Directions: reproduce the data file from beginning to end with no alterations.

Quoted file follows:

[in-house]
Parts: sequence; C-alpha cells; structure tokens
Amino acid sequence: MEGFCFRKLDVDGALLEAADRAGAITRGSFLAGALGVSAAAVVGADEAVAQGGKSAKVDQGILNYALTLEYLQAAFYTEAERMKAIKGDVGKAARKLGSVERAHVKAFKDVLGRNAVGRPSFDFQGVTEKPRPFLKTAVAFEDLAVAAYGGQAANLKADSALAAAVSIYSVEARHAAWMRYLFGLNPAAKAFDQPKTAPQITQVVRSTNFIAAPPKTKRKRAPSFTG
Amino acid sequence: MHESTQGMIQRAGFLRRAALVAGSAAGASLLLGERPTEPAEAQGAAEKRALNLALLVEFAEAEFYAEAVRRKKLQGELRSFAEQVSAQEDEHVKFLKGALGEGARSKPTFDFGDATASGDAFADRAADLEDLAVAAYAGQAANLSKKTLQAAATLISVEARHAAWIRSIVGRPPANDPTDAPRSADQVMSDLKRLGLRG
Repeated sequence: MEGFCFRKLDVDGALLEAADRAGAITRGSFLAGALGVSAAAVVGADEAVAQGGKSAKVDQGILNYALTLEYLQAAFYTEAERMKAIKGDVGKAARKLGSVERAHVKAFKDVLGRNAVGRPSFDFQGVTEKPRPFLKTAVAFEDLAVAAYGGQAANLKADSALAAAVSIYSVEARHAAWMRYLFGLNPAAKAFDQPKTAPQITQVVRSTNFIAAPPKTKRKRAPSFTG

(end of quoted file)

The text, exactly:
[in-house]
Parts: sequence; C-alpha cells; structure tokens
Amino acid sequence: MEGFCFRKLDVDGALLEAADRAGAITRGSFLAGALGVSAAAVVGADEAVAQGGKSAKVDQGILNYALTLEYLQAAFYTEAERMKAIKGDVGKAARKLGSVERAHVKAFKDVLGRNAVGRPSFDFQGVTEKPRPFLKTAVAFEDLAVAAYGGQAANLKADSALAAAVSIYSVEARHAAWMRYLFGLNPAAKAFDQPKTAPQITQVVRSTNFIAAPPKTKRKRAPSFTG
Amino acid sequence: MHESTQGMIQRAGFLRRAALVAGSAAGASLLLGERPTEPAEAQGAAEKRALNLALLVEFAEAEFYAEAVRRKKLQGELRSFAEQVSAQEDEHVKFLKGALGEGARSKPTFDFGDATASGDAFADRAADLEDLAVAAYAGQAANLSKKTLQAAATLISVEARHAAWIRSIVGRPPANDPTDAPRSADQVMSDLKRLGLRG
Repeated sequence: MEGFCFRKLDVDGALLEAADRAGAITRGSFLAGALGVSAAAVVGADEAVAQGGKSAKVDQGILNYALTLEYLQAAFYTEAERMKAIKGDVGKAARKLGSVERAHVKAFKDVLGRNAVGRPSFDFQGVTEKPRPFLKTAVAFEDLAVAAYGGQAANLKADSALAAAVSIYSVEARHAAWMRYLFGLNPAAKAFDQPKTAPQITQVVRSTNFIAAPPKTKRKRAPSFTG